HERSHER: Mehr is a cognitive scientist at Harvard. And back in 2014, he and Singh were grad students. Both were interested in music, but they had a problem. To study music from around the world, you need a database of world music. There are plenty of music databases these days, but they're skewed towards stuff we know.
(SOUNDBITE OF STEVIE WONDER SONG, "SUPERSTITION")
HERSHER: So on nights and weekends, Singh and Mehr systematically built a new database called the Natural History of Song.
MANVIR SINGH: We split the world into 30 subregions. And then from every word region, we collected a dance song, on a healing song, a love song and a lullaby.
HERSHER: The database has 128 songs that you're not going to find on Spotify, songs from small societies like the Igloolik Inuit and Nanai.
MEHR: It's like a treasure hunt.
HERSHER: Armed with their database, they set out to test a theory that music is universally understandable. Doesn't matter who you are, this theory says, if you hear a dance song, you'll know it.
Mehr and Singh did a very simple experiment. They had people from 60 countries take a listening survey online. For example, they might hear 14 seconds of this Micronesian song.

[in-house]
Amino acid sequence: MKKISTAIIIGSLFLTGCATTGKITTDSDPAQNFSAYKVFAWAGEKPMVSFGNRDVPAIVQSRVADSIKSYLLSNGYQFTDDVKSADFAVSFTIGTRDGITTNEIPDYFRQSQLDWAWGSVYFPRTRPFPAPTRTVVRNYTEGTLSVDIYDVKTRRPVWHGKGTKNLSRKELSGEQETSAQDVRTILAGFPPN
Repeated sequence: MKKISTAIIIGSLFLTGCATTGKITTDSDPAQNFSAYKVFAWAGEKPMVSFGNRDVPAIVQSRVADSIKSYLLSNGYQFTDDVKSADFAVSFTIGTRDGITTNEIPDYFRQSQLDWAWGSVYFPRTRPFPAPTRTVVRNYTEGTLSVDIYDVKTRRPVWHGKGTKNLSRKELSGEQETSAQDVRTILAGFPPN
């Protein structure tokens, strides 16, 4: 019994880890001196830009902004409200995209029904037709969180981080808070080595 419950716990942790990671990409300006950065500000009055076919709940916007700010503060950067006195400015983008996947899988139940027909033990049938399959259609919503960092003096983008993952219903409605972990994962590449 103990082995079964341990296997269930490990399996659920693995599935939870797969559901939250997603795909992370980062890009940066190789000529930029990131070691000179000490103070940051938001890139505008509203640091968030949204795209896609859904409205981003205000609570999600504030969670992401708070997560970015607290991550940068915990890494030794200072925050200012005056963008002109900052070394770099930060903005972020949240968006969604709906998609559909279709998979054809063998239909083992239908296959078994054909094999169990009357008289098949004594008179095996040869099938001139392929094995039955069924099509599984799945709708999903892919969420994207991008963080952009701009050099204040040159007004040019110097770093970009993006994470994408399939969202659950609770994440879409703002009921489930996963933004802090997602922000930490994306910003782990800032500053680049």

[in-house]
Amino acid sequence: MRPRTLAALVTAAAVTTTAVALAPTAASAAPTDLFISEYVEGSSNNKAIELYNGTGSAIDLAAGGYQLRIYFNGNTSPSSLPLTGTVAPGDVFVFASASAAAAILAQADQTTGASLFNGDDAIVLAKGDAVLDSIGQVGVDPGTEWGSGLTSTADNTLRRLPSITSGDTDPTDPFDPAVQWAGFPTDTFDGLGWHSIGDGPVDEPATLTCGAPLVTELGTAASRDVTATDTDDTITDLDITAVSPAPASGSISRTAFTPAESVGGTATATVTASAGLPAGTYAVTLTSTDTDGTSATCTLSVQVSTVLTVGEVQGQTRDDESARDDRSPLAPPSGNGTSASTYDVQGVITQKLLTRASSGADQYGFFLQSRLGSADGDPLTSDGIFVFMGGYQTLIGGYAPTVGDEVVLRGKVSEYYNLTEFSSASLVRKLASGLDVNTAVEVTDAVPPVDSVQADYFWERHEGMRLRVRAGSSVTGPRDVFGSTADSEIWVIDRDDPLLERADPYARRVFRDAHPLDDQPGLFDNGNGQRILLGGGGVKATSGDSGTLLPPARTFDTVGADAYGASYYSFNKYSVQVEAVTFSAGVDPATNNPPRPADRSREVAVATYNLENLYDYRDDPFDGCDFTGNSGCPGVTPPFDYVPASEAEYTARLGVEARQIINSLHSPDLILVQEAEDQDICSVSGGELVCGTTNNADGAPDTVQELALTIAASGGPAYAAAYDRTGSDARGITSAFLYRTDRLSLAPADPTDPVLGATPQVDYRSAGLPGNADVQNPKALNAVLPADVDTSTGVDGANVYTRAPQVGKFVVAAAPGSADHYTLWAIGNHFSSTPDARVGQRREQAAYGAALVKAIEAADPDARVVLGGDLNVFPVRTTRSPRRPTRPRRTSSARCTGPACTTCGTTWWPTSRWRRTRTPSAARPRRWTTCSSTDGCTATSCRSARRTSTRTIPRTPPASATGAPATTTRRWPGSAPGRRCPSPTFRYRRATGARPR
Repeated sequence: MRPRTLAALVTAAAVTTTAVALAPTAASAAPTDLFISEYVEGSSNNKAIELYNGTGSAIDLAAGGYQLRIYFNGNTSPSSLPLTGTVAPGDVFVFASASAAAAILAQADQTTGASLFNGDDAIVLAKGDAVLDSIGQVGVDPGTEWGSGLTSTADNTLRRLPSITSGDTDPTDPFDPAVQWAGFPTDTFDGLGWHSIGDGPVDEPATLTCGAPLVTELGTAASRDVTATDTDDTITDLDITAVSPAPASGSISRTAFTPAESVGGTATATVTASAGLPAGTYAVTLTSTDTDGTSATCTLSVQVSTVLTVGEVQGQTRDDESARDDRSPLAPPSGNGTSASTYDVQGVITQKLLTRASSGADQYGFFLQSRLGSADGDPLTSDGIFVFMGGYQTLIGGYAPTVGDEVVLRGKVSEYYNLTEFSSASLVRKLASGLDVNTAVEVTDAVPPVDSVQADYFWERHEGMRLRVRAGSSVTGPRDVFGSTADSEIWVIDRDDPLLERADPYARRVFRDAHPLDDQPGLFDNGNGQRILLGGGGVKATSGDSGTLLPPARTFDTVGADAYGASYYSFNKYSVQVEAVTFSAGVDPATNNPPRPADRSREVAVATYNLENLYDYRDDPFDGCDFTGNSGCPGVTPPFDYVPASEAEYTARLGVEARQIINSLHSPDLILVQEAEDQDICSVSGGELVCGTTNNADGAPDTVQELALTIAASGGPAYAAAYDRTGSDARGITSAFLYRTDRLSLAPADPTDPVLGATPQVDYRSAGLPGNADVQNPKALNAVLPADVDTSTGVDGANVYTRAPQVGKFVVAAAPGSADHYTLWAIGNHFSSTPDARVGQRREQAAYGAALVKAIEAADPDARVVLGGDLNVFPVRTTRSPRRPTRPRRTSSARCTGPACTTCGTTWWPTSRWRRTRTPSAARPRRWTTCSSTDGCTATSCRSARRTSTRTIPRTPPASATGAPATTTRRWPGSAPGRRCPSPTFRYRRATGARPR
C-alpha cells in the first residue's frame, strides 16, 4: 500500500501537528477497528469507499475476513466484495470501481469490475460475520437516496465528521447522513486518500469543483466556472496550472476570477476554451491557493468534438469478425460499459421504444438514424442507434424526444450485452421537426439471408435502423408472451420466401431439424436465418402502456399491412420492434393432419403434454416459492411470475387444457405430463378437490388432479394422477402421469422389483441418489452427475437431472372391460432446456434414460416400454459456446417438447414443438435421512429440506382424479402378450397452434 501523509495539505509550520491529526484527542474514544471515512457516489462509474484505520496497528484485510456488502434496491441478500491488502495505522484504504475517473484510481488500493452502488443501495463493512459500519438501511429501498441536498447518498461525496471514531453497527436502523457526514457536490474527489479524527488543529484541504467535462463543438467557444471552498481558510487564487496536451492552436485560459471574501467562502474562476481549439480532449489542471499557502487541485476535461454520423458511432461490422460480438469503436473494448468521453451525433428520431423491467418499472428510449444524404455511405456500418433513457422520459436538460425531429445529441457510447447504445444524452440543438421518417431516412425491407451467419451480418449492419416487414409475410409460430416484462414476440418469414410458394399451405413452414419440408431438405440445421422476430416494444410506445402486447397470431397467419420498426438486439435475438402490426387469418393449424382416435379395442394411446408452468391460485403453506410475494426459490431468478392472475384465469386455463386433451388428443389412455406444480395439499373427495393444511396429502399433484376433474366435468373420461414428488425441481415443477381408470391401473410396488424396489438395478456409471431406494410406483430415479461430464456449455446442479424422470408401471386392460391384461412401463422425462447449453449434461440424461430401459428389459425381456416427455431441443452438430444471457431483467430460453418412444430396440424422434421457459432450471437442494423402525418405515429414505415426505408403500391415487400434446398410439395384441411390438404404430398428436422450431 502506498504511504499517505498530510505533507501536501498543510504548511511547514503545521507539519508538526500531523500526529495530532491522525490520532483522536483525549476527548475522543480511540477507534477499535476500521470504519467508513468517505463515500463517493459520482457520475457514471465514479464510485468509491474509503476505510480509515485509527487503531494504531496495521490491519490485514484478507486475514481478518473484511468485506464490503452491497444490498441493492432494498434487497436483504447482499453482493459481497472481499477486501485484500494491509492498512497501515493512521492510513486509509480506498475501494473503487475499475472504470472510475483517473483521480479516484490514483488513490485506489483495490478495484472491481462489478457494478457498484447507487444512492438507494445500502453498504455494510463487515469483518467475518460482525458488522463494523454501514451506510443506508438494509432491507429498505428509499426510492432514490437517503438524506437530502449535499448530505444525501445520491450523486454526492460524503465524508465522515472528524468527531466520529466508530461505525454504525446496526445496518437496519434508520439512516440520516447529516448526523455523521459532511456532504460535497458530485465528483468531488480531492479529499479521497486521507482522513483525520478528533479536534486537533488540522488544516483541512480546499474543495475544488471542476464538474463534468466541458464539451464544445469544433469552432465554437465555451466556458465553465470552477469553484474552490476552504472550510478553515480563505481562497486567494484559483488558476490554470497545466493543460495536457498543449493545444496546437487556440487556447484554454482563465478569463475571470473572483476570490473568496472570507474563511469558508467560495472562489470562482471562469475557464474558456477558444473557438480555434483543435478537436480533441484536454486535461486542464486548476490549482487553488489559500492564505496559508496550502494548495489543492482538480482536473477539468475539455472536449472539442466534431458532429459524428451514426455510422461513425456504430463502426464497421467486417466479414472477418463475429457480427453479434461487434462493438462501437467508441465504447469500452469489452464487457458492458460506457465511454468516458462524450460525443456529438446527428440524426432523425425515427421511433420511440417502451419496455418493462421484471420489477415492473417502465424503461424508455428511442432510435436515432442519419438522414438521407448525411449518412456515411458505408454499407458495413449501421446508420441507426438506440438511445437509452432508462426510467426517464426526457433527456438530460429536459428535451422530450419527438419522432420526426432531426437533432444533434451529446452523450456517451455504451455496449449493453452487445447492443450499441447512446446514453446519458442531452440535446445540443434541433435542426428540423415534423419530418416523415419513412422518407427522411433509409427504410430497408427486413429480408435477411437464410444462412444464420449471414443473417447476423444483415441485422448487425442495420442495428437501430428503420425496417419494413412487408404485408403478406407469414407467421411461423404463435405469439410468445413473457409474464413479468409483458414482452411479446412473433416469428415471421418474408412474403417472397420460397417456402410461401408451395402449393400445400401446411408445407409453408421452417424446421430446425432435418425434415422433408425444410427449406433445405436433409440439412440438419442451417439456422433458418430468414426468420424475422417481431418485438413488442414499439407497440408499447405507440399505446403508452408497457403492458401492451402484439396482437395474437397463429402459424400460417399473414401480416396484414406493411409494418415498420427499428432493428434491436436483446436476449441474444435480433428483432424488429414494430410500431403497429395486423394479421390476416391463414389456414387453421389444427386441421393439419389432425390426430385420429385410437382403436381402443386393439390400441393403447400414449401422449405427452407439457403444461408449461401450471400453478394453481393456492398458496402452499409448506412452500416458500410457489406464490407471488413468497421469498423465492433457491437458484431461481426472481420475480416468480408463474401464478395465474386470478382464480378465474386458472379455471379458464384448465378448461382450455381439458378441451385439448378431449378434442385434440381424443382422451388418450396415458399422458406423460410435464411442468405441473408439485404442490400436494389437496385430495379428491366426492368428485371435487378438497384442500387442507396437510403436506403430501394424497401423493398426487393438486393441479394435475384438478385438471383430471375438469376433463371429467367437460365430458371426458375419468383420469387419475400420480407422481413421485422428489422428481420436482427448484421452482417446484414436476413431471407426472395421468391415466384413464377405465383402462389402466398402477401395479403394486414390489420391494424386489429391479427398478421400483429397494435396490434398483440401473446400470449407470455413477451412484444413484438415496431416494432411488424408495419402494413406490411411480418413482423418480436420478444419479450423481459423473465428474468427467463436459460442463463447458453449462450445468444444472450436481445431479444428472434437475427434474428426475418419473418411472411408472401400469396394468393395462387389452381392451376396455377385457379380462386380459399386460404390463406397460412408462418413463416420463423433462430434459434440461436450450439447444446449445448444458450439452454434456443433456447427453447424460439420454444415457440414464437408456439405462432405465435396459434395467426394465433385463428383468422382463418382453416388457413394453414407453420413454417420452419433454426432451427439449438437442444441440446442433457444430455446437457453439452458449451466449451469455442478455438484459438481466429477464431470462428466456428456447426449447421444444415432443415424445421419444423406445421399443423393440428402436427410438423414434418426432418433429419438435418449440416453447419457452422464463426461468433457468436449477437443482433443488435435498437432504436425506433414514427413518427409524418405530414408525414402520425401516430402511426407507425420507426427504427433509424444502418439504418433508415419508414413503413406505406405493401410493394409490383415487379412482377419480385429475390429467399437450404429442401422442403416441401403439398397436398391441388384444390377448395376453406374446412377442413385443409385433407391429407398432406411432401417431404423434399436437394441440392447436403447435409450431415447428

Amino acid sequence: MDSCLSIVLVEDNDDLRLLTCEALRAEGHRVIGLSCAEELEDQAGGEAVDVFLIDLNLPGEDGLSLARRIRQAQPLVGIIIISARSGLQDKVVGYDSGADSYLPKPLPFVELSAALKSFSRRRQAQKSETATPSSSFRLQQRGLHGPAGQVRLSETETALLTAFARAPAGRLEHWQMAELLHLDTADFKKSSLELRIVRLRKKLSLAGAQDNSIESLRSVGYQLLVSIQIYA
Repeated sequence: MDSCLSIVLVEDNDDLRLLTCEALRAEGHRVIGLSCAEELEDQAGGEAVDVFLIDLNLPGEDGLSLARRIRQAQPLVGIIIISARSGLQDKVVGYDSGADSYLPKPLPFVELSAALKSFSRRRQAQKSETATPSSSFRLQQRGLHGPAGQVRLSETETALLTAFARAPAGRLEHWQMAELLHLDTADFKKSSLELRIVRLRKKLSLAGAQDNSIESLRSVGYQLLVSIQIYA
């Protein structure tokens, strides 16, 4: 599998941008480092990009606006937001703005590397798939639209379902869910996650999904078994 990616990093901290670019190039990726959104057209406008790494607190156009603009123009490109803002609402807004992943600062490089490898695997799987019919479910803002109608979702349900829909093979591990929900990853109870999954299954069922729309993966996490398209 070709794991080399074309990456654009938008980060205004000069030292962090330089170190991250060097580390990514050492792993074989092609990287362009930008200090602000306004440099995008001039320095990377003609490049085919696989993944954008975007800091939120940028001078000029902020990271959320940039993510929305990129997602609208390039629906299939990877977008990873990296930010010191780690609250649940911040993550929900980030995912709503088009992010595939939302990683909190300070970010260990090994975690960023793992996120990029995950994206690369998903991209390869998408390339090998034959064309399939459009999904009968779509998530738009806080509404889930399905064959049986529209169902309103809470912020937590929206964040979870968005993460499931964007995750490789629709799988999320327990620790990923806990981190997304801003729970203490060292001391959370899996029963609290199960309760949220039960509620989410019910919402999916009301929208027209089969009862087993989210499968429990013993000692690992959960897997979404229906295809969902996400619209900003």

(SOUNDBITE OF SONG)
UNIDENTIFIED SINGERS: (Singing in foreign language).
HERSHER: And then answer questions like...
SINGH: To what extent do you think this song is used for dancing?
HERSHER: Or for comforting an infant - or expressing love - or healing someone. When they analyzed all the answers, they found people couldn't pick out a love song or a healing song very well. But...
SINGH: People were really good at lullabies and dance songs. That means that people all around the world have a similar conception of what a dance song should sound like or what a lullaby should sound like.
HERSHER: Like, maybe lullabies everywhere have simpler structures and slower tempos.
(SOUNBITE OF SAMI LULLABY)
UNIDENTIFIED WOMAN: (Singing in foreign language).
HERSHER: Mehr says he expects their finding will shake up music research.
MEHR: To some people in the field, this is somewhat controversial. It suggests that there are some universal features to these songs.
HERSHER: But he says that shouldn't be upsetting to people who love the diversity of world music.
MEHR: Even though these commonalities are there, there's still this insane amount of variety across cultures. And to us, that's what made a lot of this music really, really fascinating to listen to was like - oh, yeah, this is definitely a dance song. But like, God, it sounds amazing. Like, what are they doing?
SINGH: It kind of reinforces our finding. Like, Sam and I are sitting there listening to, like, an Australian dance song that was recorded in 1940. And we are, like, bugging out and loving it.
(SOUNDBITE OF YOLNGU DANCE SONG)
UNIDENTIFIED SINGERS: (Singing in foreign language).
HERSHER: Rebecca Hersher, NPR News. Transcript provided by NPR, Copyright NPR.